Narrative - Official Air Force Mission Description
Mission 221: V-weapon sites in the Pas de Calais area of France are hit; 266 of 277 B-17s hit 12 sites and 138 of 192 B-24s hit 5 sites; 12 B-24s hit targets of opportunity; they claim 0-1-0 Luftwaffe aircraft; 4 B-17s are lost, 2 B-17s and 2 B-24s are damaged beyond repair, and 74 B-17s and 57 B-24s are damaged; casualties are 7 KIA, 23 WIA and 24 MIA. Escort is provided by 189 P-47s and 43 P-51s; they claim 6-1-4 Luftwaffe aircraft in the air and 0-0-4 on the ground; 1 P-51 is lost and 4 P-47s damaged; no casualties.
Source: THE ARMY AIR FORCES IN WORLD WAR II: COMBAT CHRONOLOGY, 1941-1945 by Carter / Mueller, the Office of Air Force History,
388BG Mission Report - For this mission which was visual, the 388th furnished one Group which flew as low Group of the 45th Combat Wing formation. All three Groups of this Combat Wing attacked the same target in the Calais Area of France.
24 a/c were airborne by 1330 hours. 3 a/c aborted, 2 for mechanical reasons and one a legal abort. Formations were effected without difficulty and the briefed route to the target was followed. Bombs were away at 1519 hours from 19,000 feet. About 10 seconds before bombs away, our lead bombardier, Captain Bartuska, was hit by flak causing the bombs to hit along side of the main target.
Flak in the target area was moderate but very accurate with 2 of our a/c receiving major flak damage and 12 minor damage.
No enemy a/c were seen on this mission.
Captain Bartuska and S/Sgt. Parker were injured by flak. 21 a/c returned to base by 1635 hours.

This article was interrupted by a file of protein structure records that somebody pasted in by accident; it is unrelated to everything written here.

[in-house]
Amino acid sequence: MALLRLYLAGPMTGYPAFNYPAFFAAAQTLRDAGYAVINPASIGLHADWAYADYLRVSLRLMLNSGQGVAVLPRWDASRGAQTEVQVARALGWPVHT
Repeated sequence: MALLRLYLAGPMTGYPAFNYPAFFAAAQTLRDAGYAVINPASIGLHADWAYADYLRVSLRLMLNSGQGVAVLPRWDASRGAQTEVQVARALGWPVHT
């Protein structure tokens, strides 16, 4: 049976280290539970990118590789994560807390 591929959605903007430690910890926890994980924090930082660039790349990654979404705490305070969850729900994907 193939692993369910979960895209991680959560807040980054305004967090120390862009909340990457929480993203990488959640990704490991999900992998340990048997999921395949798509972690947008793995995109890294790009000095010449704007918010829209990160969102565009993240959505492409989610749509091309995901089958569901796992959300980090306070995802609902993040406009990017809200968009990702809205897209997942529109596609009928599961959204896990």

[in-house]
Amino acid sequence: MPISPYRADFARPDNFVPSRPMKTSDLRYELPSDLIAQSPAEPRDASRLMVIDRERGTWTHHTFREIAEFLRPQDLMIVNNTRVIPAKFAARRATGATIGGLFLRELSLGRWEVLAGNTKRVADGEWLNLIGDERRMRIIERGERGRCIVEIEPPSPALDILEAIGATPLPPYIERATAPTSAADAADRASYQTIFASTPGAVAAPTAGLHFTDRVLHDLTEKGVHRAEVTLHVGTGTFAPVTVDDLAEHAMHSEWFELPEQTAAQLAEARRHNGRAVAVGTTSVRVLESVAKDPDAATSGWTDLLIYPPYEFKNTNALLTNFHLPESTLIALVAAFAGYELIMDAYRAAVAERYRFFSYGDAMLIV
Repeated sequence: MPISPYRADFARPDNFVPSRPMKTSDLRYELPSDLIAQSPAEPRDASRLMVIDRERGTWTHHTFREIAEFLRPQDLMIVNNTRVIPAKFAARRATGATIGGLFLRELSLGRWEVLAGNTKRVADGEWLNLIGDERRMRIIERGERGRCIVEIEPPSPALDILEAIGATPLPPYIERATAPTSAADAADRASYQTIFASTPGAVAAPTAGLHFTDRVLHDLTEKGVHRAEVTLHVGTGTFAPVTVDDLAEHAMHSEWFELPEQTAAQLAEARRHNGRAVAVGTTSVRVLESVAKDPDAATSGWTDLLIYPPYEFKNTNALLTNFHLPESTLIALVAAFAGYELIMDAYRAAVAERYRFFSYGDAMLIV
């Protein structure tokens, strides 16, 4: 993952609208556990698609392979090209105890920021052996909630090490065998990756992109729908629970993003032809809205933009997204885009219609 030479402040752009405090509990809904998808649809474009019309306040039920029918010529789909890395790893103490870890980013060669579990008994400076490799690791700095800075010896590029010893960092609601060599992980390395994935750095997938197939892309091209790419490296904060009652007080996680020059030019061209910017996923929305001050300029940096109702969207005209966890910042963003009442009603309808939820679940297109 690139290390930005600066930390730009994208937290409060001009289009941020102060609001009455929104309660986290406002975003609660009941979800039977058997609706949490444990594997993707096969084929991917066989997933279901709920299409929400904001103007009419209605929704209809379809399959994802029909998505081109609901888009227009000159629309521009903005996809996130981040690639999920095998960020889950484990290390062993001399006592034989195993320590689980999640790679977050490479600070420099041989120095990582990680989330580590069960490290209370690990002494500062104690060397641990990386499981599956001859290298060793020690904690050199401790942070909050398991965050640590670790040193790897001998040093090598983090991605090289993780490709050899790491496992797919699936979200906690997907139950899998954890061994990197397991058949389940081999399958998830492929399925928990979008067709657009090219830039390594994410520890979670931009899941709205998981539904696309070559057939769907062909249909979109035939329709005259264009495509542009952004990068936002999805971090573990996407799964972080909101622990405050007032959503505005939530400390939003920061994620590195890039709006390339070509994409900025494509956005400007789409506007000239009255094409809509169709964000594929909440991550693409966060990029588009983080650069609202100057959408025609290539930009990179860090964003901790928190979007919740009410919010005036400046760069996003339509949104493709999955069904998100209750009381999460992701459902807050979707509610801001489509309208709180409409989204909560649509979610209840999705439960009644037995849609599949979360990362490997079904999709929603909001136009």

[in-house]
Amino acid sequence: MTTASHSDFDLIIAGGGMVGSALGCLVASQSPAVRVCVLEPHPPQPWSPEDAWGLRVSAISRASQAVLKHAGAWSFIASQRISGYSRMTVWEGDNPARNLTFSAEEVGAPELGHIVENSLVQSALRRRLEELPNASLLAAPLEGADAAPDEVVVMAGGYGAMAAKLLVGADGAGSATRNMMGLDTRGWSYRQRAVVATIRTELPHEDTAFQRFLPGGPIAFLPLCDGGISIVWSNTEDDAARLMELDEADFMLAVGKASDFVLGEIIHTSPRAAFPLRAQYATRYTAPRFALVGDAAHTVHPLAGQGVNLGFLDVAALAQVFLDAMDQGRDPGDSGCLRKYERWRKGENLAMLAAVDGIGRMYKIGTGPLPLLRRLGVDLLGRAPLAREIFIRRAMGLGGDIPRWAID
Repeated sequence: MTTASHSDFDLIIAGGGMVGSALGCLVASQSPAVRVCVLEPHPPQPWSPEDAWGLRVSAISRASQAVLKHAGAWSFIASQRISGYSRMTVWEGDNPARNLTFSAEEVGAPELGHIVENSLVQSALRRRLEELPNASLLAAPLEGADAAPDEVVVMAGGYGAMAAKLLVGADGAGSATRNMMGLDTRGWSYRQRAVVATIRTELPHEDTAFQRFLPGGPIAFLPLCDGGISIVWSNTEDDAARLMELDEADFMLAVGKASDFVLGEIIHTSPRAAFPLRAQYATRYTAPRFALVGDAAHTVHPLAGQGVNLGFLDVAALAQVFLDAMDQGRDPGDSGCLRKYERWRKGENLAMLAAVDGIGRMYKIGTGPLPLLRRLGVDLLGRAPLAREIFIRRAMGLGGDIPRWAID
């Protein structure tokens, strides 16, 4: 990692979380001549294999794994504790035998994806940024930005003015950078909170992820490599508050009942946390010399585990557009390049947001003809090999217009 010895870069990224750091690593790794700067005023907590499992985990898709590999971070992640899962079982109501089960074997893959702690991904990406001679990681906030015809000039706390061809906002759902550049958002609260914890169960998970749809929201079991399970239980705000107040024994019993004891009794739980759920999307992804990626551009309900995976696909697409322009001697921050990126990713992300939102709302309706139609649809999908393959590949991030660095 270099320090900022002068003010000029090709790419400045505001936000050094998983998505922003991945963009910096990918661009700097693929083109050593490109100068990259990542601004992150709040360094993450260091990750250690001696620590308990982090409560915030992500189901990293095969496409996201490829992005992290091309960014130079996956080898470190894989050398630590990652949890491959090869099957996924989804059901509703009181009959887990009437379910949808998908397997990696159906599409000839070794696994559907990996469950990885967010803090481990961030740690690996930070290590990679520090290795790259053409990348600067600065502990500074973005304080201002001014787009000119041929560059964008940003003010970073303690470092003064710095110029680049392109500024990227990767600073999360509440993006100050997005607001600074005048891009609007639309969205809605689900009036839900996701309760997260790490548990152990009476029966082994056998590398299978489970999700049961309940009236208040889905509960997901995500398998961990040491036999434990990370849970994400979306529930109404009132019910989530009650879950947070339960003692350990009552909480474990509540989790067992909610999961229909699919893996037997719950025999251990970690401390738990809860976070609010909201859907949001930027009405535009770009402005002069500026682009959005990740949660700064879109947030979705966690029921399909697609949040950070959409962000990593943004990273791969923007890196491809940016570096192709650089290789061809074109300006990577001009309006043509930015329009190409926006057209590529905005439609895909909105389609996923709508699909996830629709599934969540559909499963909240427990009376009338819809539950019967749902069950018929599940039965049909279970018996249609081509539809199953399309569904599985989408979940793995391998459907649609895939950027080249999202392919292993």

source: 388th Bomb Group web page http://www.388bg.info
source: 392nd Bomb Group web page http://www.b24.net/missions/
44BG Mission Report - It's becoming a habit six of our 67th aircraft took off, one returned early, and the other five completed the mission, returning at 1645. This time it was another Military Installation, Ray-sur- Authie (Petit Bois Tillencourt) as the objective. The run was a visual attack and the results were quite good. Plenty of the continuous accurate flak was encountered with many of the Group's ships being hit. The 506th had Sgt. G.G. Johns killed by flak. This, the 13th, had the 67th and the 506th hitting Petit Bois Tillencourt and the 66th and 68th target was Ray-sur-Authie. The Group was alerted for this split mission only three hours before take-off time. It can easily be seen that there was a vast amount of work that had to be done prior to take-off; loading bombs, checking and gassing the ships, briefing crews, checking all the sun-dry equipment - let alone preparing the data for the mission briefing, etc. In retrospect we wonder how it was done, but it WAS done. Too much credit cannot be given to the Ground Personnel for their efficient and very capable performance under such pressure of time. The whole mission was very successful and all squadrons should feel proud, as the 68th-Squadron led the Group and the Wing. The bombs dropped were 500 lb GP.
source: 44th Bomb Group web page http://www.8thairforce.com/44thbg
446th Bomb Group Mission Report Noball target, Pa de Calais, France
The targets were hit successfully by 17 planes. Opposition was light.
source: 446th Bomb Group www.446bg.com
447BG Mission Report - Briefing was at 1100 hours. The target wss to strike 5 V-1 (ours were Noball #78 and #110) sites. Our planes were loaded with 96 tons of GP bombs. The assigned bombing altitude was 12,000 feet. Take off started at 1330 hours. The 447th formed up with the 94th and 385th Groups of the 4th Bomb Wing. The 447th lost Lt. Kaffuns crew (710th) and Lt. McDonalds crew (709th). The Group started landing at 1630 hours.
source: 447 Bomb Group Association http://www.447bg.com
Non-Combat Accident Reports
Aircraft: B-17G* (#42-31229). Organization: 570BS / 390BG of Framlingham, Suffolk. Pilot: Rains, George (NMI). Notes: take off accident. Location: Framlingham, Suffolk England. Damage (0-5 increasing damage): 4 source: Aviation Archaeology http://www.aviationarchaeology.com/